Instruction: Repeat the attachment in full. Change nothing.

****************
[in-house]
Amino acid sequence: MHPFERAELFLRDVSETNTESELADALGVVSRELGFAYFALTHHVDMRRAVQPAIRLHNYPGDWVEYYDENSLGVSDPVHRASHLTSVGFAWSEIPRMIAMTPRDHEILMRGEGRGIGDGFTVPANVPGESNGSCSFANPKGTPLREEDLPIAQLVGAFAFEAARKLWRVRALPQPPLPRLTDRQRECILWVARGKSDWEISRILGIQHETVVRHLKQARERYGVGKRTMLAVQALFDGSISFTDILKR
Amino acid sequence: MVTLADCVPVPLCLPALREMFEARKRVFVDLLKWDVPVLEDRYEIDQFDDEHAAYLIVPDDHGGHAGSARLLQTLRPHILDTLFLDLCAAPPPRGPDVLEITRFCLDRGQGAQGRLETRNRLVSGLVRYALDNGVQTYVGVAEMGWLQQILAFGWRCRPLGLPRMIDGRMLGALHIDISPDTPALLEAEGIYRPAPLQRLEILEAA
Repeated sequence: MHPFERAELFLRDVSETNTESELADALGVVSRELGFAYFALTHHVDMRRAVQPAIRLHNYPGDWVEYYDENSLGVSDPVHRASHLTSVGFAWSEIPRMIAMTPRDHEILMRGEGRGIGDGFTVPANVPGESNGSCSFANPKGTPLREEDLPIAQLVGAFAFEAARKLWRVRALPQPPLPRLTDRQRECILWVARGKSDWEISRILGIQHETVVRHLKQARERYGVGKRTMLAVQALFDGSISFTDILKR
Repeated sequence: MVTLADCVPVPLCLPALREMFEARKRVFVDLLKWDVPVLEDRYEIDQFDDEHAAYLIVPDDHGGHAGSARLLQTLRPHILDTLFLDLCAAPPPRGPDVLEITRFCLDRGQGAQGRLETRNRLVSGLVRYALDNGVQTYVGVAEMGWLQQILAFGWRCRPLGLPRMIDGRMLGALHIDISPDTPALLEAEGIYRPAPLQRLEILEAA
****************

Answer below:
[in-house]
Amino acid sequence: MHPFERAELFLRDVSETNTESELADALGVVSRELGFAYFALTHHVDMRRAVQPAIRLHNYPGDWVEYYDENSLGVSDPVHRASHLTSVGFAWSEIPRMIAMTPRDHEILMRGEGRGIGDGFTVPANVPGESNGSCSFANPKGTPLREEDLPIAQLVGAFAFEAARKLWRVRALPQPPLPRLTDRQRECILWVARGKSDWEISRILGIQHETVVRHLKQARERYGVGKRTMLAVQALFDGSISFTDILKR
Amino acid sequence: MVTLADCVPVPLCLPALREMFEARKRVFVDLLKWDVPVLEDRYEIDQFDDEHAAYLIVPDDHGGHAGSARLLQTLRPHILDTLFLDLCAAPPPRGPDVLEITRFCLDRGQGAQGRLETRNRLVSGLVRYALDNGVQTYVGVAEMGWLQQILAFGWRCRPLGLPRMIDGRMLGALHIDISPDTPALLEAEGIYRPAPLQRLEILEAA
Repeated sequence: MHPFERAELFLRDVSETNTESELADALGVVSRELGFAYFALTHHVDMRRAVQPAIRLHNYPGDWVEYYDENSLGVSDPVHRASHLTSVGFAWSEIPRMIAMTPRDHEILMRGEGRGIGDGFTVPANVPGESNGSCSFANPKGTPLREEDLPIAQLVGAFAFEAARKLWRVRALPQPPLPRLTDRQRECILWVARGKSDWEISRILGIQHETVVRHLKQARERYGVGKRTMLAVQALFDGSISFTDILKR
Repeated sequence: MVTLADCVPVPLCLPALREMFEARKRVFVDLLKWDVPVLEDRYEIDQFDDEHAAYLIVPDDHGGHAGSARLLQTLRPHILDTLFLDLCAAPPPRGPDVLEITRFCLDRGQGAQGRLETRNRLVSGLVRYALDNGVQTYVGVAEMGWLQQILAFGWRCRPLGLPRMIDGRMLGALHIDISPDTPALLEAEGIYRPAPLQRLEILEAA